Former American International Group Chief Executive Maurice "Hank" Greenberg failed to persuade New York state's highest court to dismiss a lawsuit seeking to hold him accountable for sham transactions at the insurer.
The decision by the state's Court of Appeals is a victory for New York Attorney General Eric Schneiderman, who has been pursuing a case first brought in 2005.
Greenberg, 88, has argued that there was no admissible evidence that he orchestrated a $500 million transaction with reinsurer General Re Corp. that misled AIG shareholders, and that the case should have ended in April when the state dropped a claim for as much as $6 billion in damages.
But in a 7-0 decision on Tuesday, the Court of Appeals said there was easily enough evidence that Greenberg and co-defendant Howard Smith, AIG's former chief financial officer, knew the AIG-Gen Re transaction was fraudulent for the case to go forward.
"We have no difficulty in concluding that ... there is evidence sufficient for trial that both Greenberg and Smith participated in a fraud," Judge Robert Smith wrote for the state's top court.
The ruling also said that the attorney general could seek to ban Greenberg and Smith, 68, from participating in the securities industry and from serving as officers and directors of public companies.
Greenberg led AIG for nearly four decades before he was ousted in 2005. The following year, AIG paid $1.64 billion to settle federal and state probes into its business practices.
The Greenberg case was brought by former state Attorney General Eliot Spitzer, and was later pursued by his successors Andrew Cuomo, now New York's governor, and Schneiderman.
The long-running state case against Greenberg and Smith hit a roadblock in April when a federal judge approved a $115 million settlement between AIG shareholders and Greenberg, Smith and other defendants over the alleged improper accounting.
Schneiderman withdrew the damage claims because of an unrelated 2008 Court of Appeals ruling that barred his office from seeking restitution on behalf of victims who settled a federal class-action, even if they were not made whole.
But the attorney general said the state still wanted a trial of Greenberg and Smith over the transaction with General Re, a unit of Warren Buffett's Berkshire Hathaway Inc., which allegedly boosted loss reserves without transferring risk.
The state case also includes a transaction with Capco Reinsurance Co. that hid a $210 million underwriting loss in an auto-warranty program.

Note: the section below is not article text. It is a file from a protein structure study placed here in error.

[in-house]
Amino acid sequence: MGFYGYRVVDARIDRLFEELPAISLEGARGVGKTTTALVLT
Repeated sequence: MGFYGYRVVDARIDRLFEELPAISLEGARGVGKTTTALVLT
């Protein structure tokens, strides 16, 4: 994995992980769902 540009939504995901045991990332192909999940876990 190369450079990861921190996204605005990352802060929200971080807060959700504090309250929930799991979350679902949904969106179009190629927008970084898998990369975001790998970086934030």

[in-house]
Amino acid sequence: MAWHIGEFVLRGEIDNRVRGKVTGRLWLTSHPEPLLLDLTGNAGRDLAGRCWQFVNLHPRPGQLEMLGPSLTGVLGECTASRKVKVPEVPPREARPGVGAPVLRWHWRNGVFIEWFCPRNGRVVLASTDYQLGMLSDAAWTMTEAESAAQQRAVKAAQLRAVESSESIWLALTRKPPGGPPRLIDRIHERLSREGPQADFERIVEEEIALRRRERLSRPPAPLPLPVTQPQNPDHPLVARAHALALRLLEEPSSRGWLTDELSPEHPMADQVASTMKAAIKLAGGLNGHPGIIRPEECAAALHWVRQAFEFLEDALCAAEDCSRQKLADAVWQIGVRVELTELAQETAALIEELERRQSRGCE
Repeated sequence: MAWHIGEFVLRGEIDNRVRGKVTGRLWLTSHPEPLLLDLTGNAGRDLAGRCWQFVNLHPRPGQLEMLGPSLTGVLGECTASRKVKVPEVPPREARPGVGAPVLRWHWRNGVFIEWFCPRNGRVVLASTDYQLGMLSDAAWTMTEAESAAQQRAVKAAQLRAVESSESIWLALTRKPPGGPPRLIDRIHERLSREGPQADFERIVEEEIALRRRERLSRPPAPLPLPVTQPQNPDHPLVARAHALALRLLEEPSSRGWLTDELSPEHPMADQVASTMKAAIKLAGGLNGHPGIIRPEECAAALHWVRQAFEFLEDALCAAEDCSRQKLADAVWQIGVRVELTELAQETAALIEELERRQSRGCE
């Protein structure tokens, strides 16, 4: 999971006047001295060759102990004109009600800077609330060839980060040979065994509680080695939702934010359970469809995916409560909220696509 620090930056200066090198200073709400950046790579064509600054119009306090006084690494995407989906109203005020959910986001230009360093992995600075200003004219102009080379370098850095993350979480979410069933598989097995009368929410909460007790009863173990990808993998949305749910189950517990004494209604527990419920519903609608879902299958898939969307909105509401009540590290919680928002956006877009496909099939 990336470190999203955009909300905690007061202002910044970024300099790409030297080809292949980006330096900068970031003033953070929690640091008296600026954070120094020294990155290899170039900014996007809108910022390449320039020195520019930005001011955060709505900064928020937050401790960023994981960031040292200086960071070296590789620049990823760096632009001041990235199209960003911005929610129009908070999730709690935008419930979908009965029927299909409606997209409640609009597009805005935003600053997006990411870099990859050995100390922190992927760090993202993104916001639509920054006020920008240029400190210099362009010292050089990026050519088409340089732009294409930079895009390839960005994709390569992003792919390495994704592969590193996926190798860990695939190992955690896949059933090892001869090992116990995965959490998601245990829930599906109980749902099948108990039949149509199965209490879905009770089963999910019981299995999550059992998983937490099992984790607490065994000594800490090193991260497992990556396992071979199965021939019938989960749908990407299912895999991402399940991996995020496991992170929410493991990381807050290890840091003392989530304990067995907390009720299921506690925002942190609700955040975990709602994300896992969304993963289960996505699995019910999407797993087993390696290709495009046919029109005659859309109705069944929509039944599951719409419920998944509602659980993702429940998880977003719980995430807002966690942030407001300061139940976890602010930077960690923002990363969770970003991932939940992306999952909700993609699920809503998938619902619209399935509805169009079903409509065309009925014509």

The AIG-Gen Re transaction was the subject of a federal criminal case in which Greenberg and Smith were named as alleged co-conspirators, but not defendants.
In the criminal case, four former Gen Re executives and a former AIG executive were found guilty in 2008 of engineering the reinsurance deal. In 2011, however, a federal appeals court threw out the convictions and ordered a new trial, citing errors by the judge. Last year, the former executives admitted to conducting the fraudulent transaction and cut deals to end the criminal case against them.
Smith cited the federal appeals court decision in his opinion on Tuesday, saying the court held there was enough evidence to support the jury's finding that the fraudulent conspiracy started with a telephone call from Greenberg.
David Boies, a lawyer for Greenberg, and Vincent Sama, a lawyer for Smith, said they were disappointed with the Court of Appeals ruling. But they said they would seek to dismiss the remaining case in the lower courts because the state isn't entitled to the remedies it is seeking.
Boies may argue the state can't go for the bans because there's no risk of continuing violations by his client.
The state also claims it is entitled to go after performance-based compensation affected by the fraud. But Boies may argue it can't seek the compensation, because AIG paid it, not the state. AIG and Greenberg and Smith released all claims that existed against each other in November 2009.
There is room for argument about whether the proposed bans "would be a justifiable exercise of a court's discretion," Smith wrote in his opinion. But that question and the availability of other relief Schneiderman may seek must be decided by the lower courts, the court said.
The appeal originally included a much-anticipated challenge to New York's Martin Act, a powerful 1921 securities fraud statute that Spitzer used aggressively to fight Wall Street.
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